Rising tensions between Poland and Lithuania leads to grassroot unity campaign

Rising tensions between Poland and Lithuania leads to grassroot unity campaign

Polish taunting of ethnic Lithuanians at last month’s Europa League qualifying match between Lech Poznan and Zalgiris Vilnius in Poland was to most observers little more than a symptom of the increasingly fractious relations between the two countries, albeit on a more internationally conspicuous stage than the usual diplomatic discourtesies and thinly euphemised needling that now dogs their relationship at ministerial level. The unfurling of a 50-foot banner declaring “Lithuanian cad, kneel before your Polish master” drew swift condemnation from foreign ministries on either side of the border but the lack of any punitive action from the state or footballing authorities reflects two communities made weary by years of ethnic tensions that have decayed a formerly strong fraternity. As the resolve to restore that brotherhood weakens amongst the leadership, a grassroots campaign to promote unity on and off the pitch is beginning to go viral.

That the meeting between Lech and Zalgiris sparked trouble came as no great surprise to anyone. The day before the first leg in Vilnius the county police headquarters issued a warning via the club’s website that any crowd trouble would be put down with swift and forceful retribution and hours before kick-off footage began circulating on YouTube of small armies of visiting supporters roaming the city centre. No violence was reported during or after the match but the sense of anticipation was intense, and scores had turned out primed and ready to capture any ethnically-fuelled disruption for the global cyber market.

Seven days later in Poznan tensions boiled over. Or rather a carefully planned and rigorously organised hate protest, if local commentators are to be believed. Leader of the political party Electoral Action of Poles in Lithuania Valdemar Tomaševski stated in the aftermath that the banner couldn’t possibly have entered the stadium without specialist help, pointing the finger at the Lithuanian Special Services and in the process intimating at an act of state sponsored sabotage of the wilting bid for détente. The foreign ministers of Lithuania and Poland kept up appearances and condemned the banner, with the latter tacking on a cursory apology, before both summarily closed the book on the incident with currently no internal investigations pending.

UEFA responded in the only way it knows how by splashing a €5000 fine in the ocean of Lech’s coffers and closing off part of the Miejski Stadium for Poznan’s next European tie, none of which does much to correct the governing body’s image as being totally remote from any prospective solution to the problem of racism in European football. In issuing the punishment the disciplinary committee couldn’t muster the interest to verbally censure what happened in Poznan and the affair has now moved, in any official sense, off the radar of the responsible authorities at both footballing and state level. Even from this distance the listlessness of the response has been palpable.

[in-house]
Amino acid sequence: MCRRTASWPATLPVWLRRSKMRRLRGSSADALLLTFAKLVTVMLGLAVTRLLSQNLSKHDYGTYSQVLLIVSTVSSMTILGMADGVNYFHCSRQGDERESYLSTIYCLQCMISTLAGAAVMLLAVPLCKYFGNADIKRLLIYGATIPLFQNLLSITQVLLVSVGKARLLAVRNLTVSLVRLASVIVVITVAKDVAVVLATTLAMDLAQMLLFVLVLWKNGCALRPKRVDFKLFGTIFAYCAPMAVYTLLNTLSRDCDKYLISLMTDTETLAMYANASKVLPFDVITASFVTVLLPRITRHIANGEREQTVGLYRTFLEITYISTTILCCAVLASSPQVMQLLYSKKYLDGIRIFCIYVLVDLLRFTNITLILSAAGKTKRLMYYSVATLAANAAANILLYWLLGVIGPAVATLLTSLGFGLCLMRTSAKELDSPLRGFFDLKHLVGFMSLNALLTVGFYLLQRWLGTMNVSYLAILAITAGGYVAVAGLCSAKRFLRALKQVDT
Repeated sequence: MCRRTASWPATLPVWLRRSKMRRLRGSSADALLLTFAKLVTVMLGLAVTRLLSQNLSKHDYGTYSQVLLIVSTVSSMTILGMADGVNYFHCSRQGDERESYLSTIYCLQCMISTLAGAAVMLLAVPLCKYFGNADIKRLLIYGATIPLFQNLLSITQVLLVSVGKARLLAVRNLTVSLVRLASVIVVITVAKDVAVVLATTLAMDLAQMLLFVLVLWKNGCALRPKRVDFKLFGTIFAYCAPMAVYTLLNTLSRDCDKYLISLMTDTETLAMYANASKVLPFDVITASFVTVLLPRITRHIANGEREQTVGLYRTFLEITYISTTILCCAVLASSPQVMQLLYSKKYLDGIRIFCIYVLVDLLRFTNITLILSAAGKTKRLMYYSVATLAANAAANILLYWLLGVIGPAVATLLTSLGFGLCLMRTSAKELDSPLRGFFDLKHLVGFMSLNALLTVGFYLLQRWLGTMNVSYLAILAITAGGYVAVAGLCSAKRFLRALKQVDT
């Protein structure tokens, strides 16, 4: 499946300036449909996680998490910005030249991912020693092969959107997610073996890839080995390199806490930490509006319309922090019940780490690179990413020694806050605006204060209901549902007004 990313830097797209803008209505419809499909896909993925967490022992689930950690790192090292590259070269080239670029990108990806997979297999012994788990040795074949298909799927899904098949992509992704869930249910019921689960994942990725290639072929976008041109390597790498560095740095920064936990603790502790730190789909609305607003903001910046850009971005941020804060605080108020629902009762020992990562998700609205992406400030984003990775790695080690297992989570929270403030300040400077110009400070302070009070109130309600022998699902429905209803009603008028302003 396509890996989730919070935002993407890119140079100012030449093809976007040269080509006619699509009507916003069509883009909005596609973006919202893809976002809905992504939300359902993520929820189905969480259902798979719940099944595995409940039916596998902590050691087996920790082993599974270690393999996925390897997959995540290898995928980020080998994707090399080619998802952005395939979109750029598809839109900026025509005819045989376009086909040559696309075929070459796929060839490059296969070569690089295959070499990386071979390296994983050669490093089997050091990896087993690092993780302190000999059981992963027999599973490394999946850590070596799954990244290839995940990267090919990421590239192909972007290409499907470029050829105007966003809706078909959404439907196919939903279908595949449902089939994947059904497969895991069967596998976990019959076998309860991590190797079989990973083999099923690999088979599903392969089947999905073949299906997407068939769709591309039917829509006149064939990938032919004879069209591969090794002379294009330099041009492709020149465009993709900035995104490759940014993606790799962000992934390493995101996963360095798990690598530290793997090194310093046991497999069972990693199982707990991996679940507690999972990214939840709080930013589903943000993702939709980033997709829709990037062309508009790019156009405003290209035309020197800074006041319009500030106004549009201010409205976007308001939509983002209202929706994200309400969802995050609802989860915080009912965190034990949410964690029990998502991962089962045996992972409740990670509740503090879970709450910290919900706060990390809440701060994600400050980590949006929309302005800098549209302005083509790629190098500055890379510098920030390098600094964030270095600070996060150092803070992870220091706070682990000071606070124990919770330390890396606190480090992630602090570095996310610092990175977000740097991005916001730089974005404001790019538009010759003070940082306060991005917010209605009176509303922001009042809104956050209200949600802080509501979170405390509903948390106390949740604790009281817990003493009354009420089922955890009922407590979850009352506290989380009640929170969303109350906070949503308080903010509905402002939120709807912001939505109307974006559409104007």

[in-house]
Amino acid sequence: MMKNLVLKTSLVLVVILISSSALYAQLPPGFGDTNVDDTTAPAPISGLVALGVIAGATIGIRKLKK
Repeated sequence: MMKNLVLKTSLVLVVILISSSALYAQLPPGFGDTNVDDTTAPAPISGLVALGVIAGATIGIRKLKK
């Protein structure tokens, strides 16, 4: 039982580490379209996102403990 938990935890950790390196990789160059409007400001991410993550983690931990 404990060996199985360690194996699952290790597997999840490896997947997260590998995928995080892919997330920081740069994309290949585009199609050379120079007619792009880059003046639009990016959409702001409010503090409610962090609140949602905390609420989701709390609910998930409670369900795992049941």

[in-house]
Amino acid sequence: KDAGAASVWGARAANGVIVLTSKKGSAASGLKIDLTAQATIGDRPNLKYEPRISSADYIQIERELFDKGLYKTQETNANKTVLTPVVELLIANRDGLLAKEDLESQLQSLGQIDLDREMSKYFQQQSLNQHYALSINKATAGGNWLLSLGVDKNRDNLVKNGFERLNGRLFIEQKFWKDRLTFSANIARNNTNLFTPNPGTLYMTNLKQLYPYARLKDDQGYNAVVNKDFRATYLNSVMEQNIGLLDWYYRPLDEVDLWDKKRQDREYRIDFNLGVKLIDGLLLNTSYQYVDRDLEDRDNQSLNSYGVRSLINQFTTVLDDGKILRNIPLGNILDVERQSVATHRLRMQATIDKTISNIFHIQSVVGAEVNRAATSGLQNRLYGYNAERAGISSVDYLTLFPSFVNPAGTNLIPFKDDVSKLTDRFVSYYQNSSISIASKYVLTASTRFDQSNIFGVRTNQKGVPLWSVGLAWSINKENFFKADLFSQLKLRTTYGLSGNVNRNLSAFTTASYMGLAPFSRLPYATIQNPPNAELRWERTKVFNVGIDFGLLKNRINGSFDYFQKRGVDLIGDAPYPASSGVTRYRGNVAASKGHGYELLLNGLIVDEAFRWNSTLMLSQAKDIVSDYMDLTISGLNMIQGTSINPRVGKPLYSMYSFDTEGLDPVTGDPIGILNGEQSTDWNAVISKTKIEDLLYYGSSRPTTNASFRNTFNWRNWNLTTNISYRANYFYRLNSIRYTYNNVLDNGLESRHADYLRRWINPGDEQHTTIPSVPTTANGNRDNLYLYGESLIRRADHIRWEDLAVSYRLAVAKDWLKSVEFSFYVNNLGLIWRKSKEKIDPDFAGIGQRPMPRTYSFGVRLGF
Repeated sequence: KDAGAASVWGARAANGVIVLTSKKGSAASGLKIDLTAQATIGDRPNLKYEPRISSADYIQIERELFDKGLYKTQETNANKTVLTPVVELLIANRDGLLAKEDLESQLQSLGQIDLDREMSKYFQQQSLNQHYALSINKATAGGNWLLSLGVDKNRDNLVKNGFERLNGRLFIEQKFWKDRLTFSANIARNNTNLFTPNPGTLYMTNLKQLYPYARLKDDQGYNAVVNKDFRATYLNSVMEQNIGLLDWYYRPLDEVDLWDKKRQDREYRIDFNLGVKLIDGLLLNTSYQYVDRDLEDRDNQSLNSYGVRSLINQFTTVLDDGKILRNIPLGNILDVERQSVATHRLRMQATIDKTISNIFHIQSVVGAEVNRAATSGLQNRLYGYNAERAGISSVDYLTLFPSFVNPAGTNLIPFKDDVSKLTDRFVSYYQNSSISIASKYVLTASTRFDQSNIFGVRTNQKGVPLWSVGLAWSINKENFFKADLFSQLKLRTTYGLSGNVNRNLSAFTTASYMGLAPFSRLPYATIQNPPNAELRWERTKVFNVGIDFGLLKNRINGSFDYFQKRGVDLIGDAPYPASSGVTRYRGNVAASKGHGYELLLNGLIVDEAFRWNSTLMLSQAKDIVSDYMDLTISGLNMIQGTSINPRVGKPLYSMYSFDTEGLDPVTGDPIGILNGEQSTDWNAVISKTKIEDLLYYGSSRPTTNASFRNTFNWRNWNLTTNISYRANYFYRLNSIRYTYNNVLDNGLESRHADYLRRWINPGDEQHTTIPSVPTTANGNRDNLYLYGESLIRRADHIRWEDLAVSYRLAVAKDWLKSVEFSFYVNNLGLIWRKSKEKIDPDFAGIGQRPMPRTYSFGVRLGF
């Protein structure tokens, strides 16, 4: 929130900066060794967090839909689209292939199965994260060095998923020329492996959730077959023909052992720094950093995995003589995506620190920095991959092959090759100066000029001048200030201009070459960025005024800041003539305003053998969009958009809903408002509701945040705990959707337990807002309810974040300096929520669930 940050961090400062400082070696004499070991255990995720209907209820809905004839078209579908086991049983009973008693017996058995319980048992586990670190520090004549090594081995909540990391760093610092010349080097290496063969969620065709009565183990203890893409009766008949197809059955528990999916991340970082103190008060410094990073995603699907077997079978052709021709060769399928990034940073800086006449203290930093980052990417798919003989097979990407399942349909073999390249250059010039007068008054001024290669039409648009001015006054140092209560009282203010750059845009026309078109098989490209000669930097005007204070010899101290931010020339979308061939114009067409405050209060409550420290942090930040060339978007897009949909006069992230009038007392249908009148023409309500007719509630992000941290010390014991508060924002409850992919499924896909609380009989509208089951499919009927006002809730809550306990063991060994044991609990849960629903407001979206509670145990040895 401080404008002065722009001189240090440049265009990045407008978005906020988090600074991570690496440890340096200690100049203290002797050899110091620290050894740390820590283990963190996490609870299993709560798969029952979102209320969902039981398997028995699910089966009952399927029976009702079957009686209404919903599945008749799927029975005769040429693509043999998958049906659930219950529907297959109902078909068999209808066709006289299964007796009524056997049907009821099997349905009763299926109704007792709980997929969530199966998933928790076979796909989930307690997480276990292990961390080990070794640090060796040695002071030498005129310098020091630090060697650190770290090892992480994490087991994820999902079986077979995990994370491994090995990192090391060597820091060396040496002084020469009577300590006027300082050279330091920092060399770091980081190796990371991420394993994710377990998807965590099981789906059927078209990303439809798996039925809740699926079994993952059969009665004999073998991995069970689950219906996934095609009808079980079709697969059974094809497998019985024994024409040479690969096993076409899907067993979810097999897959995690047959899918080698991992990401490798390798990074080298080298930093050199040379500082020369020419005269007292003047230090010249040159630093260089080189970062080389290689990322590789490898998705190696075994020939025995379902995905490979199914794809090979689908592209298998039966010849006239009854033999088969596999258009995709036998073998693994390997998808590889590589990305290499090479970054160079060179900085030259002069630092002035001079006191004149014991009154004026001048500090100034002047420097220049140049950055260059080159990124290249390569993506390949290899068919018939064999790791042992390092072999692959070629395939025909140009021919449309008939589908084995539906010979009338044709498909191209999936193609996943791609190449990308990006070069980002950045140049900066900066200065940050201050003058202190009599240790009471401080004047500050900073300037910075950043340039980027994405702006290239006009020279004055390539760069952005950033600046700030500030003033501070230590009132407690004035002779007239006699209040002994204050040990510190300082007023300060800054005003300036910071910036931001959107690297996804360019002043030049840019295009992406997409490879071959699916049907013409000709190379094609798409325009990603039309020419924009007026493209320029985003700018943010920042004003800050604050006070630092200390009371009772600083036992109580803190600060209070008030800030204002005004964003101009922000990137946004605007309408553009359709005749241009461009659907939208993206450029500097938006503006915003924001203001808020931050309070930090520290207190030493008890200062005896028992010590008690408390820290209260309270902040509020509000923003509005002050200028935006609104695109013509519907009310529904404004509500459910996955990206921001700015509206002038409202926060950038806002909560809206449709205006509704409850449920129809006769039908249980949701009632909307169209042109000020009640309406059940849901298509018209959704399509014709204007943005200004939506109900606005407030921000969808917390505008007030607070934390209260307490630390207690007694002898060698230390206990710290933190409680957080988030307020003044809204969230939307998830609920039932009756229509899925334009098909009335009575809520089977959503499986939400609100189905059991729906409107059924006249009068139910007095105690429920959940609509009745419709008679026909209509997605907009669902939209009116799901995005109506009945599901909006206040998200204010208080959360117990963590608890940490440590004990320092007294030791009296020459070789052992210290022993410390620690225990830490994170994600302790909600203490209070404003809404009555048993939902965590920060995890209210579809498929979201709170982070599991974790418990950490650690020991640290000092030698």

In response an online campaign organised by World Economic Forum founder Mykolas Majauskas has forced the authorities’ insipid reactions off the news sites, and all the talk is of a new network of grassroots activists who have organised to promote commonality between the warring states. The Poland Loves Lithuania movement has landed a firm punch in the face of policy-making at state level and at the respective FAs, where politicking has allowed a dispute that began over the prohibition of the use of Polish surnames amongst immigrant populations living in Lithuania to foment ethnic tensions in public life. This reached a crescendo with the unfurling of the banner when Zalgiris visited Poznan, but the simply-branded crest of the PLL activists – both countries’ flags placed side by side in a heart-shaped boarder – is suddenly reclaiming the public space, both digitally and physically, in the name of brotherhood in a way that state and sport have failed to.

“Although we can’t change the opinions of others, we can choose how we respond to them” reads a mission statement released by the movement. European football might be in a rather different state if UEFA subscribed to this doctrine of dealing with unsavoury behaviour. But instead the disciplinary process on the continent continues to be shackled by lacklustre and derisory gestures of recrimination, a nod to soft-handed coercion rather than a wilful effort to educate and reform. Michel Platini would do well to dispatch a delegate or two to see what can be learned from Lithuania and Poland in the on-going fight against prejudice. Just as long as they do their digging at the more enlightened end of the political ladder.

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